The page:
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Twice tested: getting inside policy formulation
  1. Faculty of Medicine
  2. Rangsit University
  3. Bangkok, Thailand

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    The passage of tobacco control laws: Thai Davids versus transnational tobacco Goliaths. Hatai Chitanondh. Bangkok: Thailand Health Promotion Institute, 2000. ISBN 974-87628-5-8. 190 pages. Available through IDRC, 250 Albert Street, PO Box 8500, Ottawa, Ontario K1G 3H9, Canada.

    Case study report: global analysis project on the political economy of tobacco control in low- and middle-income countries. J Patrick Vaughan, Jeff Collin, and Kelley Lee, eds. London: London School of Hygiene and Tropical Medicine, 2000. ISBN 0 902657 67 4 . 150 pages. Project sponsored by the Tobacco Free Initiative, WHO Geneva.

    One should not miss the chance to understand processes of strong policy formulation. These two books give ample opportunity for comparison and thoughtfulness about policy making. Both deal with tobacco control policy issues and Thailand, making them particularly useful in Asia and for low to middle income countries. Hatai Chitanondh has put together a personal retrospective tracing events over the nearly three years (1989-92) it took to pass two Thai comprehensive tobacco control laws. This occurred during and after Thailand resisted the 301 provision on the US Trade Act threatening trade retaliation if Thailand failed to open its market to US cigarettes. When the General Agreement on Tarrifs and Trade (GATT) decision required Thailand to open its market, there was an unwritten understanding in Thailand that there would be immediate legislation to limit the impact of the resulting market expansion. It was far from clear what kind of tobacco control legislation could be passed, considering limited past legislation and the political circumstances of the time.

    Thailand's long fight to resist entry of foreign cigarettes was primarily a defensive effort, while the passage of the two laws was a visible, positive initiative reflecting strong resolve and an emerging tobacco control direction. Chitanondh's book shows who the players in this effort were and how they succeeded in passing two complementary tobacco control measures with sweeping articles on advertising, sales and marketing as well as environmental provisions prohibiting or limiting public smoking.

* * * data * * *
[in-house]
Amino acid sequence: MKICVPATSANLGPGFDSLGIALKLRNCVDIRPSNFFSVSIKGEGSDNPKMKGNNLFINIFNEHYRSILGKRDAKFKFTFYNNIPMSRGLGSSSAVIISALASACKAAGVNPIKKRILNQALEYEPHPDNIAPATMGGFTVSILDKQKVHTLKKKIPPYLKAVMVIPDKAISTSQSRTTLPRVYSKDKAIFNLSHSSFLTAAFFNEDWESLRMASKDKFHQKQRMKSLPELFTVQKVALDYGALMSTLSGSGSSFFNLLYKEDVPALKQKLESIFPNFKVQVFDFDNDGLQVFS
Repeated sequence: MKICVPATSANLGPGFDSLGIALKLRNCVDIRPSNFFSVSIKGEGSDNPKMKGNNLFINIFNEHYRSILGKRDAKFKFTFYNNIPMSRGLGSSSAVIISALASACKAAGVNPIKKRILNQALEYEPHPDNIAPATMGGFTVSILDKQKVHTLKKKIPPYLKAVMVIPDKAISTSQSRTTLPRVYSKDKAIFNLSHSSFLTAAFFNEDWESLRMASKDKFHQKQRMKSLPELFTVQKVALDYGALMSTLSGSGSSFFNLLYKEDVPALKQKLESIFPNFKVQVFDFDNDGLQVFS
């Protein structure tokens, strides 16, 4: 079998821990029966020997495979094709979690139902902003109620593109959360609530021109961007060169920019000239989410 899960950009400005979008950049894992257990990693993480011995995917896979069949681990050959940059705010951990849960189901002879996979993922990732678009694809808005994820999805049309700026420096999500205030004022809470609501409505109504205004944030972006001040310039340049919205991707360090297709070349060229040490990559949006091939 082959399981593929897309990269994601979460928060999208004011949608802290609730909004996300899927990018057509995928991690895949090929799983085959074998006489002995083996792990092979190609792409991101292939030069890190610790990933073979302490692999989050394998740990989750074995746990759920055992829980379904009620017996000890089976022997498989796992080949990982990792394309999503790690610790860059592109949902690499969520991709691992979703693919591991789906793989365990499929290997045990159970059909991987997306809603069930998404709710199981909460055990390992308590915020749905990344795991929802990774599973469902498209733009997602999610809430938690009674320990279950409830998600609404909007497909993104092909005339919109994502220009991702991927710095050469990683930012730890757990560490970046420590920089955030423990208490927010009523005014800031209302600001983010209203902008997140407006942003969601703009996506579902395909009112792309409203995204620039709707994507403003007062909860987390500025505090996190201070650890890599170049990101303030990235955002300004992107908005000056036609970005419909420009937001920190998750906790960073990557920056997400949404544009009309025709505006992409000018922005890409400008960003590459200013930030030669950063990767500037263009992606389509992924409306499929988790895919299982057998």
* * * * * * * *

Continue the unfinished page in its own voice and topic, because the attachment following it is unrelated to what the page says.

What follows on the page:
The main thrust of the book involves the processes of political education and strategising. While provisions of the two laws are mentioned, the specific content of the legislation is not discussed in detail except when it is controversial—that is, contested by opponents.

    The second book was written by researchers from the London School of Hygiene and Tropical Medicine. They conducted a political analysis funded by the Tobacco Free Initiative of the World Health Organization. Their political economy approach from social epidemiology concentrates on mapping the contextual, organisational, and personal features of the tobacco control situation in Thailand and Zimbabwe. These case studies were part of the second phase of their policy investigation whose purpose includes contributing to the FCTC (Framework Convention on Tobacco Control) process of the WHO and the development of guidelines to assist policy research in other low and middle income countries.

    Since the purpose is a deeper understanding of the quantitative facts and figures shown in the numerous tables, figures, and appendices of this volume, qualitative interview methods were used along with position mapping to illuminate tobacco control policy efforts. “Tobacco control issues were analysed across categories of tobacco production, consumption and health promotion.”

    An identified key future action is the passage of the enabling bill for the Thai Health Promotion Bill now before the National Assembly. As identified in both books, actions of non-governmental organisations (NGOs) are likely to be central. Thus, I found it interesting that the case report editors feel that academic research institutions are preferable for further research. In fact, the majority of the case findings in the Thai case report come from NGOs (Action on Smoking and Health, and the Thailand Health Promotion Institute) and their leaders. In Thailand, to exclude the research capability and/or information from NGOs would be a mistake.

    In another respect, I wonder if the call to expand political economy studies and a broader international strategy for tobacco control research is being considered in light of the larger situation. The utility of the expansion of this kind of research must be balanced with the already recognised need to fund advocacy programmes to get timely policy adoption using accepted best tobacco control methods. Frankly, it is often more palatable for countries and funders to study tobacco control policy than to be responsive to strategic opportunities for policy adoption.

    I found a lot of useful information in these two slim volumes. Tobacco control can be viewed both as an art and a science. Hatai Chitanondh deals with the strategic art while the case study report presents an important policy analysis that is useful in policy formulation. Both views benefit by focusing on the essential goal of policy change and including all that seek it.